Can we retire the “tea party is dead” storyline now?

Update: No one saw it coming, Cantor’s team included:

Update: Slublog suggests Tom Foley’s defeat in 1994 as an upset to rival this one. True — beating a sitting Speaker is almost unheard of. But ’94 was also the year of a giant GOP wave and Foley lost very narrowly. Cantor’s race is sui generis in an election season where establishment Republicans have done well against tea partiers. And he’s not losing narrowly. He’s getting obliterated.

Update: I know you’re wondering, but rest easy. Virginia does have a “sore loser” law.

Update: You ready for this? Cantor’s own internal polling had him up 62/28.

Update: Tough call for Obama now. At first blush, there’s nothing stopping him at this point from issuing his long-awaited executive order on deportations tomorrow. No sense waiting any longer; the House isn’t going to pass anything on amnesty anymore. But the Cantor earthquake is so surprising that maybe even Democrats are leery now of having O make any sudden moves on the topic. If the House majority leader’s mild support for DREAM was enough to get him swamped at the polls by conservatives, what happens to Democrats in November if Obama doubles down on amnesty with an executive order?


Update: Game over. The upset of the century, so far.

Only one thing left to do now.

Robot libido by sabotage

Update: So, who’s the new House majority leader? Kevin McCarthy? Caucus might feel obliged to push someone more conservative after this, a la Jeb Hensarling or Jim Jordan.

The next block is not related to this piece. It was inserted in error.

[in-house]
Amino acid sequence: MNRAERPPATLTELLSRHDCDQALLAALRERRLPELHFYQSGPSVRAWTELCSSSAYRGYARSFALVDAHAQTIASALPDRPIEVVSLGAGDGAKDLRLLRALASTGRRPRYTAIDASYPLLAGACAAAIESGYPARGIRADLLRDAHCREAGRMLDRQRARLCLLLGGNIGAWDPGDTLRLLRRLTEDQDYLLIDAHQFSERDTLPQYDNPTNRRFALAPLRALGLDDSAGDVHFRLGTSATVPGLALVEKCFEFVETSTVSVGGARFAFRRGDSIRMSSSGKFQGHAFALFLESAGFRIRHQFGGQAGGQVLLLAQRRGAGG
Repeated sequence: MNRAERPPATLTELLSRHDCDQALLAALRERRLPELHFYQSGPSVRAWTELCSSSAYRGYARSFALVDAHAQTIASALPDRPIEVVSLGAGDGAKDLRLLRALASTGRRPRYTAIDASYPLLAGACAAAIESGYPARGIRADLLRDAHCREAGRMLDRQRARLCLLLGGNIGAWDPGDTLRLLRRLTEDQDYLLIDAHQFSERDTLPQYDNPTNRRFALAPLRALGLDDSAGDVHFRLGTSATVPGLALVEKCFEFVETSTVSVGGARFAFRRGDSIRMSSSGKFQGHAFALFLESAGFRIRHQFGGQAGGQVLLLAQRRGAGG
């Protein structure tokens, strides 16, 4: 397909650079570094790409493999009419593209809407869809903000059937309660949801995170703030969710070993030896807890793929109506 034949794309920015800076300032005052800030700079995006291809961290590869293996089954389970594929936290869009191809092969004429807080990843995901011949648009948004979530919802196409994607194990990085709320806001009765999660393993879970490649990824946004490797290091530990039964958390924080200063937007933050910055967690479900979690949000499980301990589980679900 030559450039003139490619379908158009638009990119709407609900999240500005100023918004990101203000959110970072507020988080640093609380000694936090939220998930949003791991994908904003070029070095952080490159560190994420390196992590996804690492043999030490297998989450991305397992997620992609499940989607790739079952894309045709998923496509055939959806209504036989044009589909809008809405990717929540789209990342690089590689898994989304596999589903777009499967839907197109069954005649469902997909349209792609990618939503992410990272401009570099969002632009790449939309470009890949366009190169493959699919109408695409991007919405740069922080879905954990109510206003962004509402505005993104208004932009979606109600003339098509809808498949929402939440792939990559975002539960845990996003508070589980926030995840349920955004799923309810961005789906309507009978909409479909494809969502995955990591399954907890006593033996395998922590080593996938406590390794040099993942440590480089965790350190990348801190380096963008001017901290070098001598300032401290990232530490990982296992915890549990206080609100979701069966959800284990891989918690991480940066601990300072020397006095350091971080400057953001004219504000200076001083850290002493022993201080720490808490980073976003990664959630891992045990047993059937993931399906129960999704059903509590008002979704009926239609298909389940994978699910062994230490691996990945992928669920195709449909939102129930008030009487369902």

Update: Good point from Sean Davis:

Establishment Republicans would have been comfortable with Cantor replacing Boehner. Now that there’s a chance that Boehner’s successor will be significantly more conservative than him, there’ll be heavy pressure on him to stick around until someone more moderate can creep up the ranks.

Possible compromise candidate: Paul Ryan?

Update: This upset may have ended more than just the near-term prospects for immigration reform. Hmmmmm:

Update: See why I thought Cantor would win by 30?

Update: Now this is interesting. Did Brat get help from anti-Cantor Democrats?


Update: Minor problem with the “Operation Chaos” theory of Brat’s upset, says Leon Wolf:

If Democrats were capable of mounting a significant effort against Cantor in the GOP primary, they’d have a serious candidate waiting for Brat in the general. They don’t. The Dem nominee is token opposition.

Update: Meanwhile, as predicted, Lindsey Graham topped 50 percent tonight, winning his primary without a runoff. How did Grahamnesty pull that off while Cantor got swamped over immigration?

Update: More pushback to the “Operation Chaos” theory from Wasserman:

Update: The White House has released its spin for the evening. You ready?

A spokesman for President Obama rushed to assure House Republicans that Majority Leader Eric Cantor (R., Va.) didn’t actually lose because of his gestures toward Democrats on immigration reform.

“Cantor’s problem wasn’t his position on immigration reform, it was his lack of a position,” Obama advisor Dan Pfeiffer tweeted, citing the success of Senator Lindsay Graham (R., S.C.). “Graham wrote and passed a bill and is winning big.”


Tonight was … a win for amnesty?

Update: An eeyore like me can’t resist some pessimism amid a hugely exciting upset, so here’s a scenario for you. What if Boehner decides to retire anyway, and he and Cantor decide to go ahead and ram amnesty through this summer with token GOP support (30 votes or so) plus 190 Democrats? Cantor’s got nothing left to lose now.

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Jazz Shaw 1:00 PM | July 14, 2024